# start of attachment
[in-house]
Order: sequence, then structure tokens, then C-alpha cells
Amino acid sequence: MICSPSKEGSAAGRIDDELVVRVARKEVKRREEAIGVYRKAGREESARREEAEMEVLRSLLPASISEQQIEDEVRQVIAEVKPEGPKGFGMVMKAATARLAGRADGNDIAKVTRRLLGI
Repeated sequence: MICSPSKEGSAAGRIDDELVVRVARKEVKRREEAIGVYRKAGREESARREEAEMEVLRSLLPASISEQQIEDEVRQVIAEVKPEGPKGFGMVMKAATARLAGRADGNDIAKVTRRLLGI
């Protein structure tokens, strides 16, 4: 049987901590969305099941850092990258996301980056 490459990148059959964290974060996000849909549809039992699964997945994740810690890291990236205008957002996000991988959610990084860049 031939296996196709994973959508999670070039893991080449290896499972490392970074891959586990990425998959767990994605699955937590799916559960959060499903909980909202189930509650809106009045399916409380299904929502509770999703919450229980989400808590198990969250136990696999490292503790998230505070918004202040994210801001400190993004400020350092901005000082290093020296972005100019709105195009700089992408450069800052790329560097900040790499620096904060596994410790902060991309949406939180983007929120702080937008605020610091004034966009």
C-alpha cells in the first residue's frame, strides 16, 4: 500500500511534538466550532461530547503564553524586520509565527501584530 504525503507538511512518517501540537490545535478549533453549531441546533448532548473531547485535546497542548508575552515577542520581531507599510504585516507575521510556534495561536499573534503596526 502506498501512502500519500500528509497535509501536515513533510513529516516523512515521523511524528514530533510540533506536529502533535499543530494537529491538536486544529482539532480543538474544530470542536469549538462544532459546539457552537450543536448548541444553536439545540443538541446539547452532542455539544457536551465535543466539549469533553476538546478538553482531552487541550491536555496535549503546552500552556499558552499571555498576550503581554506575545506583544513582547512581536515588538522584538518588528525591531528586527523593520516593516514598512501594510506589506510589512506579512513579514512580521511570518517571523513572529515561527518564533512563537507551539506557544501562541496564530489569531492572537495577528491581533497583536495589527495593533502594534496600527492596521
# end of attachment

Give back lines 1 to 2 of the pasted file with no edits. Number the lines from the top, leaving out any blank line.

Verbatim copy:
[in-house]
Order: sequence, then structure tokens, then C-alpha cells